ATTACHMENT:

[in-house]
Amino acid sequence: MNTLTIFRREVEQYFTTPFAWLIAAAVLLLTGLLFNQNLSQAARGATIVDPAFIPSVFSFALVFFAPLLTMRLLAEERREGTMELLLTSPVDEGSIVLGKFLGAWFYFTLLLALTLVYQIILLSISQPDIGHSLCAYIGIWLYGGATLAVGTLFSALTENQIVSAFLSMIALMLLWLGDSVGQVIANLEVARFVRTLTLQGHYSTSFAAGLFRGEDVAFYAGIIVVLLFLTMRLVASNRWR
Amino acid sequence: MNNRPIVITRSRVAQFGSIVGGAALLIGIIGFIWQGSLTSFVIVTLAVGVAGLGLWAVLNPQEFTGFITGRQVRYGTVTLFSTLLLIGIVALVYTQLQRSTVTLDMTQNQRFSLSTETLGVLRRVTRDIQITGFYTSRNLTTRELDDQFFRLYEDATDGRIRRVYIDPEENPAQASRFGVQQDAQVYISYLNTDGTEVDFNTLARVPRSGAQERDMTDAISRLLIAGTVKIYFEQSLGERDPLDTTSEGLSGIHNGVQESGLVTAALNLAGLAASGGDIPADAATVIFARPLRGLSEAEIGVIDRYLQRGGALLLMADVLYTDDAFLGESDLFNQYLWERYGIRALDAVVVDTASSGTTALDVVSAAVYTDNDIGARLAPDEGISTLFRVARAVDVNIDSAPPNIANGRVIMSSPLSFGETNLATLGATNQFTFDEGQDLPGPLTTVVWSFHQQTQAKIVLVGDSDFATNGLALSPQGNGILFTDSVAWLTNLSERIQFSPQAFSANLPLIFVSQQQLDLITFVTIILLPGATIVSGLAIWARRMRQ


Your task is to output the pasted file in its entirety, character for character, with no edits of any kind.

[in-house]
Amino acid sequence: MNTLTIFRREVEQYFTTPFAWLIAAAVLLLTGLLFNQNLSQAARGATIVDPAFIPSVFSFALVFFAPLLTMRLLAEERREGTMELLLTSPVDEGSIVLGKFLGAWFYFTLLLALTLVYQIILLSISQPDIGHSLCAYIGIWLYGGATLAVGTLFSALTENQIVSAFLSMIALMLLWLGDSVGQVIANLEVARFVRTLTLQGHYSTSFAAGLFRGEDVAFYAGIIVVLLFLTMRLVASNRWR
Amino acid sequence: MNNRPIVITRSRVAQFGSIVGGAALLIGIIGFIWQGSLTSFVIVTLAVGVAGLGLWAVLNPQEFTGFITGRQVRYGTVTLFSTLLLIGIVALVYTQLQRSTVTLDMTQNQRFSLSTETLGVLRRVTRDIQITGFYTSRNLTTRELDDQFFRLYEDATDGRIRRVYIDPEENPAQASRFGVQQDAQVYISYLNTDGTEVDFNTLARVPRSGAQERDMTDAISRLLIAGTVKIYFEQSLGERDPLDTTSEGLSGIHNGVQESGLVTAALNLAGLAASGGDIPADAATVIFARPLRGLSEAEIGVIDRYLQRGGALLLMADVLYTDDAFLGESDLFNQYLWERYGIRALDAVVVDTASSGTTALDVVSAAVYTDNDIGARLAPDEGISTLFRVARAVDVNIDSAPPNIANGRVIMSSPLSFGETNLATLGATNQFTFDEGQDLPGPLTTVVWSFHQQTQAKIVLVGDSDFATNGLALSPQGNGILFTDSVAWLTNLSERIQFSPQAFSANLPLIFVSQQQLDLITFVTIILLPGATIVSGLAIWARRMRQ